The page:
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Aging Cell. 2013 Oct;12(5):794-801. doi: 10.1111/acel.12105. Epub 2013 Jul 7.

Inhibition of x-box binding protein 1 reduces tunicamycin-induced apoptosis in aged murine macrophages.

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Department of Internal Medicine, Section of Cardiovascular Medicine, Yale University School of Medicine, New Haven, CT, USA; Department of Immunobiology, Yale University School of Medicine, New Haven, CT, USA.


Endoplasmic reticulum (ER) stress is induced by the accumulation of unfolded and misfolded proteins in the ER. Although apoptosis induced by ER stress has been implicated in several aging-associated diseases, such as atherosclerosis, it is unclear how aging modifies ER stress response in macrophages. To decipher this relationship, we assessed apoptosis in macrophages isolated from young (1.5-2 months) and aged (16-18 months) mice and exposed the cells to the ER stress inducer tunicamycin. We found that aged macrophages exhibited more apoptosis than young macrophages, which was accompanied by reduced activation of phosphorylated inositol-requiring enzyme-1 (p-IRE1α), one of the three key ER stress signal transducers. Reduced gene expression of x-box binding protein 1 (XBP1), a downstream effector of IRE1α, enhanced p-IRE1α levels and reduced apoptosis in aged, but not young macrophages treated with tunicamycin. These findings delineate a novel, age-dependent interaction by which macrophages undergo apoptosis upon ER stress, and suggest an important protective role of IRE1α in aging-associated ER stress-induced apoptosis. This novel pathway may not only be important in our understanding of longevity, but may also have important implications for pathogenesis and potential treatment of aging-associated diseases in general.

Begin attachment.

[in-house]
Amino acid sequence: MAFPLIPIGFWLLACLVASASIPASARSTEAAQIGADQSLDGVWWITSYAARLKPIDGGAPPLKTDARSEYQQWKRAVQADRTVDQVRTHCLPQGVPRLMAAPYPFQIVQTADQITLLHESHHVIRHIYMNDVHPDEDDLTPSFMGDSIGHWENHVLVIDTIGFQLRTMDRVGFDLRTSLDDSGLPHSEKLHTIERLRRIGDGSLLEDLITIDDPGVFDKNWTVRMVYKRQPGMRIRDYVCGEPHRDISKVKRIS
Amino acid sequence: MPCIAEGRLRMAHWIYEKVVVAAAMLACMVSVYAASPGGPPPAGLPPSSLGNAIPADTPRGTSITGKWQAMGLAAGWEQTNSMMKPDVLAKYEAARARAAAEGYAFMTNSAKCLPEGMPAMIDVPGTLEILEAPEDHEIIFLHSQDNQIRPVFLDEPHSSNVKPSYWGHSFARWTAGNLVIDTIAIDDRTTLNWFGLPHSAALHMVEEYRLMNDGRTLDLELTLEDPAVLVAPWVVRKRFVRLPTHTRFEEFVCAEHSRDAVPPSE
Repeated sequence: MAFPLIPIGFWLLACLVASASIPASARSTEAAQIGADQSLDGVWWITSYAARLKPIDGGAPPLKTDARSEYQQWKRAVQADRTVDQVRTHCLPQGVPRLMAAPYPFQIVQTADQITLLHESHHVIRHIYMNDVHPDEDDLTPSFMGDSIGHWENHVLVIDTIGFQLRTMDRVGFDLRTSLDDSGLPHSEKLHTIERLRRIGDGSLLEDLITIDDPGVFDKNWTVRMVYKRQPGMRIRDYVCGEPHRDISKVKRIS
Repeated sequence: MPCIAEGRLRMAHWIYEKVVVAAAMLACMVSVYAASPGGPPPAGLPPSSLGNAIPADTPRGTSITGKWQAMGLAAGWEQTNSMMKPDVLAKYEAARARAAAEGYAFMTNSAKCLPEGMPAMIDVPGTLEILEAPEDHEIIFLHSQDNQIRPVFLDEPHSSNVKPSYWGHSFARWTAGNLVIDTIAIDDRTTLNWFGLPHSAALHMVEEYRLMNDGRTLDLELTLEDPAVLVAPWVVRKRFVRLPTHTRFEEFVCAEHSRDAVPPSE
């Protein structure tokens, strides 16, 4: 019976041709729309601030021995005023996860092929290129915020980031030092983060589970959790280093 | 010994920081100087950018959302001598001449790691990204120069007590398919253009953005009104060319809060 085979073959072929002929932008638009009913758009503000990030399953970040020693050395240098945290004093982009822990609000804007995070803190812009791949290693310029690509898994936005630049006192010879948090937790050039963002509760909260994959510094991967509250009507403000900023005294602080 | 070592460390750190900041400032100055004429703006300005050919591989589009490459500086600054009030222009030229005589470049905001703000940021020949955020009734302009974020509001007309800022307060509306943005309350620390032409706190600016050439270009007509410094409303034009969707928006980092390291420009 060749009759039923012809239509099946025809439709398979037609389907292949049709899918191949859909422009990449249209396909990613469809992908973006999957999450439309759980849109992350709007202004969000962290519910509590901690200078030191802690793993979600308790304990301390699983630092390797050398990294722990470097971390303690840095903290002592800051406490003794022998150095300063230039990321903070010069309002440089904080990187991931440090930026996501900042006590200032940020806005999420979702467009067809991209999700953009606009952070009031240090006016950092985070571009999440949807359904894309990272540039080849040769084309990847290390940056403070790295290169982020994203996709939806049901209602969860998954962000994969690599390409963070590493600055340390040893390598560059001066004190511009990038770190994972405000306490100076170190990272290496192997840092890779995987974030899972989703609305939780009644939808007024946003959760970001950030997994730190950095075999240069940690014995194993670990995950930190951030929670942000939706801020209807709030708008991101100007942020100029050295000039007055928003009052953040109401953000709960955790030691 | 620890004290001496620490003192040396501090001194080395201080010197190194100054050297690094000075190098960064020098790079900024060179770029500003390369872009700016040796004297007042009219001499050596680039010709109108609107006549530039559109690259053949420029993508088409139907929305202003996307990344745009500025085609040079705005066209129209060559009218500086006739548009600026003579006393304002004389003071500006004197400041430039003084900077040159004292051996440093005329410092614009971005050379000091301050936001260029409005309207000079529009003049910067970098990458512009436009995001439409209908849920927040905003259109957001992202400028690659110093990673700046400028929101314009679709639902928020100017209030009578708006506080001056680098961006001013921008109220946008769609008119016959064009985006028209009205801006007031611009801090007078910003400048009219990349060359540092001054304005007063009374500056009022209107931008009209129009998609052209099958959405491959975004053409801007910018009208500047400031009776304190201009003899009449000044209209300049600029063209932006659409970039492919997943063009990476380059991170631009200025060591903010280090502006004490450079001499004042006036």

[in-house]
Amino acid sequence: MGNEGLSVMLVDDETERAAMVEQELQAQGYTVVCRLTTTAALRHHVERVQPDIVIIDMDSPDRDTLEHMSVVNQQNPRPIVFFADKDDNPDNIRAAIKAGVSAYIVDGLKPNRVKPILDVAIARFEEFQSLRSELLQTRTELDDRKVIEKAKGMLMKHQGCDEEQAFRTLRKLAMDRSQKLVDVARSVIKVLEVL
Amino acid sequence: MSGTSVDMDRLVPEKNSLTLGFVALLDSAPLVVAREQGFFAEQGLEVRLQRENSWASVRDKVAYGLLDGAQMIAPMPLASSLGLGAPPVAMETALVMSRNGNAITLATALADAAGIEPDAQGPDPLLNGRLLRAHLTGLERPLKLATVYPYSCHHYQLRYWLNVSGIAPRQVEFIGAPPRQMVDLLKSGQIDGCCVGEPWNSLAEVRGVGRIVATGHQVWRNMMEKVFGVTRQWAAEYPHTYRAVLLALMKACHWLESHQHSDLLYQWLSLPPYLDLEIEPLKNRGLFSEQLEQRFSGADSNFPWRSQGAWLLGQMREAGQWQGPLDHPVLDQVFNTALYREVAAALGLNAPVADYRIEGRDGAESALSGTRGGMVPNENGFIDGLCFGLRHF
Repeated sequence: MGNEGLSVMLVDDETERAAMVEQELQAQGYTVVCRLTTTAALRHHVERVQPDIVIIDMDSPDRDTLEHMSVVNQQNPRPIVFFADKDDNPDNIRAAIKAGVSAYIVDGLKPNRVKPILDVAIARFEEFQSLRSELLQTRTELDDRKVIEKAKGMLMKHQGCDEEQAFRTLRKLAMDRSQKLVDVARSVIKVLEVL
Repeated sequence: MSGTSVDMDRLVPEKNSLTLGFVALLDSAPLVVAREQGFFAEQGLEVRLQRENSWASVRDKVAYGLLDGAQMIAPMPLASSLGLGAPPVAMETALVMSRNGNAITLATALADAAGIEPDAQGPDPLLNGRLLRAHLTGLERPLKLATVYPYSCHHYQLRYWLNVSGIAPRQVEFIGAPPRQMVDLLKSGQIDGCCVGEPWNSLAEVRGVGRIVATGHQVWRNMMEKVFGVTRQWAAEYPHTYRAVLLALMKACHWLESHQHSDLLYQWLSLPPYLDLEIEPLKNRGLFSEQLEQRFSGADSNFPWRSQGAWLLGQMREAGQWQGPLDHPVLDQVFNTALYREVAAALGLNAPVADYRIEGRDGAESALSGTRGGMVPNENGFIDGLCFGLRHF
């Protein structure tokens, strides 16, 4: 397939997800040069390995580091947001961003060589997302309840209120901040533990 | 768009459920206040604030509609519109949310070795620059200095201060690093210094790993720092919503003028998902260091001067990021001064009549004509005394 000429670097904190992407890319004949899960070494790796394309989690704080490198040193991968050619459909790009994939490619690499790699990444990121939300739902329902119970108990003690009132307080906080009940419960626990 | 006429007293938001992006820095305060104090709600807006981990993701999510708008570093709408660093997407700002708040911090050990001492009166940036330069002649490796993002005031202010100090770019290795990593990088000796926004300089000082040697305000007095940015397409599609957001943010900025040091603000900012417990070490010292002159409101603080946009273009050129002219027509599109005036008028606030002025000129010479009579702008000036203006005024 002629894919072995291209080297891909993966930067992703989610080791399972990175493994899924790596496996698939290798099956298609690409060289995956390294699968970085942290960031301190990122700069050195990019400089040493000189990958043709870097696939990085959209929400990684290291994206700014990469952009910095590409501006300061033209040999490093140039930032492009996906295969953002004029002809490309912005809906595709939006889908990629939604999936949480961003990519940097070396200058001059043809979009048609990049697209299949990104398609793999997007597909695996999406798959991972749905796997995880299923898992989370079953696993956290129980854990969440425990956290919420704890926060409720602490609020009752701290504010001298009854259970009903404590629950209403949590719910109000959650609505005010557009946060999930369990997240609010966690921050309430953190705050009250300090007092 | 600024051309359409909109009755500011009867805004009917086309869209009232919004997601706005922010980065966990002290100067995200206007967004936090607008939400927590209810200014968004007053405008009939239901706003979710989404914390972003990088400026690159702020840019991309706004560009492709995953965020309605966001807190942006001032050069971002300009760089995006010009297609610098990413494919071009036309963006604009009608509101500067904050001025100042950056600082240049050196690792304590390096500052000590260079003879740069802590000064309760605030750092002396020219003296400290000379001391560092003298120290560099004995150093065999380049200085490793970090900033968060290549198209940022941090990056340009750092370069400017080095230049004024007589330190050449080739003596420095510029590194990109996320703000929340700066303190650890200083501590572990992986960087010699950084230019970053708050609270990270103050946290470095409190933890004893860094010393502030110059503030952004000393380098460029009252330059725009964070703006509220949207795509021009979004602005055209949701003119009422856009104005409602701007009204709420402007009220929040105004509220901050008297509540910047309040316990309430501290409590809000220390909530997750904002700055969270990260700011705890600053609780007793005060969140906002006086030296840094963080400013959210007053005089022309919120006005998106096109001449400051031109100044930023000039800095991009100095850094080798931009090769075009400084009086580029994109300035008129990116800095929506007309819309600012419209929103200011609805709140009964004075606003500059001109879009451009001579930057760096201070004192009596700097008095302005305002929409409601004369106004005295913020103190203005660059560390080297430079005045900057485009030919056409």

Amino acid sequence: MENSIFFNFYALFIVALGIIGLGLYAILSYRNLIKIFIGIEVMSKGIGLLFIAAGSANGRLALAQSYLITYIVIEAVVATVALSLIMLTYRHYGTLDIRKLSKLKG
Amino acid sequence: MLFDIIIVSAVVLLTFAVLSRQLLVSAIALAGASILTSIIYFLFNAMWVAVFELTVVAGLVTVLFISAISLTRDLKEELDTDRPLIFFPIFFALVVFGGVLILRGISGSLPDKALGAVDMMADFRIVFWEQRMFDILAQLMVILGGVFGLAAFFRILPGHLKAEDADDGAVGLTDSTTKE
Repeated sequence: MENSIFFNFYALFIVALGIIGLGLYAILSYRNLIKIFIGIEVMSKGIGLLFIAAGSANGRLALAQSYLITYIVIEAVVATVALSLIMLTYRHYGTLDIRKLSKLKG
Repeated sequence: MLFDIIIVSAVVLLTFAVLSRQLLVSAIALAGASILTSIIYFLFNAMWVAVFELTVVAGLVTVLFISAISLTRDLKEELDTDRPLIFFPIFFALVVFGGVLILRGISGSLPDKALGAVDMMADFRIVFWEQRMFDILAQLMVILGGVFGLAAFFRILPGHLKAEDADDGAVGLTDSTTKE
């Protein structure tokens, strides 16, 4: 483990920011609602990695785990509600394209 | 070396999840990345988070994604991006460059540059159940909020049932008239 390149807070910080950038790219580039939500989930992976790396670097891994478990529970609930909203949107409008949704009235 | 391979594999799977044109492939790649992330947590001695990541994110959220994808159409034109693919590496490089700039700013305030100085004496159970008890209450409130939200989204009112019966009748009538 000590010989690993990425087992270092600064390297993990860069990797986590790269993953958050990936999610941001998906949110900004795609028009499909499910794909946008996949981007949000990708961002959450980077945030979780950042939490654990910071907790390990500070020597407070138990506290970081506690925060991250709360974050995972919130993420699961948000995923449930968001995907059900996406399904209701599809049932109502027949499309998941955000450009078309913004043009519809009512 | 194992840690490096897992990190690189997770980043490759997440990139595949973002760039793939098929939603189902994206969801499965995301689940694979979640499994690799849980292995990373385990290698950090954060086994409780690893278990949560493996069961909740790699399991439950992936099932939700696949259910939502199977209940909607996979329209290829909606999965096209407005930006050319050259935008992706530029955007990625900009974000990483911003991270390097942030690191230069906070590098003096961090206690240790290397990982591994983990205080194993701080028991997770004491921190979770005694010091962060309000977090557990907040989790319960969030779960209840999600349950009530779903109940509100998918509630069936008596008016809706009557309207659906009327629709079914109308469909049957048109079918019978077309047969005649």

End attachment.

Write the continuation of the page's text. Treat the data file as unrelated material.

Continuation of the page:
aging; apoptosis; endoplasmic reticulum stress; macrophages

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